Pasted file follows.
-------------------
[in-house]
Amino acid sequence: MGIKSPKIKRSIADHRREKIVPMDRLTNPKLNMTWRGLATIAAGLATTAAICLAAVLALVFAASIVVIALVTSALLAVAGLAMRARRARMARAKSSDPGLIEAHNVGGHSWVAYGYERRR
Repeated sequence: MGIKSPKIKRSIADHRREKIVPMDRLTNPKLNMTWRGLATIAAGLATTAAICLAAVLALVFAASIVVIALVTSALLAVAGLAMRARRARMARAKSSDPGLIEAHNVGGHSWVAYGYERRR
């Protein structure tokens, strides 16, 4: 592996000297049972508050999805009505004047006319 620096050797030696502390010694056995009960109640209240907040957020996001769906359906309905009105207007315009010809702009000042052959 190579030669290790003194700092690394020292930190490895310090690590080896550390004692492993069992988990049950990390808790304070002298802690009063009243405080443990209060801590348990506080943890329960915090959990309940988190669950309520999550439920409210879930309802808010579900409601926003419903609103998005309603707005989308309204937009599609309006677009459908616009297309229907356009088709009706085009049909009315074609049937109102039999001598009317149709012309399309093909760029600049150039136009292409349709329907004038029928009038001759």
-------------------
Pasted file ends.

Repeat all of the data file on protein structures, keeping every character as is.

[in-house]
Amino acid sequence: MGIKSPKIKRSIADHRREKIVPMDRLTNPKLNMTWRGLATIAAGLATTAAICLAAVLALVFAASIVVIALVTSALLAVAGLAMRARRARMARAKSSDPGLIEAHNVGGHSWVAYGYERRR
Repeated sequence: MGIKSPKIKRSIADHRREKIVPMDRLTNPKLNMTWRGLATIAAGLATTAAICLAAVLALVFAASIVVIALVTSALLAVAGLAMRARRARMARAKSSDPGLIEAHNVGGHSWVAYGYERRR
């Protein structure tokens, strides 16, 4: 592996000297049972508050999805009505004047006319 620096050797030696502390010694056995009960109640209240907040957020996001769906359906309905009105207007315009010809702009000042052959 190579030669290790003194700092690394020292930190490895310090690590080896550390004692492993069992988990049950990390808790304070002298802690009063009243405080443990209060801590348990506080943890329960915090959990309940988190669950309520999550439920409210879930309802808010579900409601926003419903609103998005309603707005989308309204937009599609309006677009459908616009297309229907356009088709009706085009049909009315074609049937109102039999001598009317149709012309399309093909760029600049150039136009292409349709329907004038029928009038001759």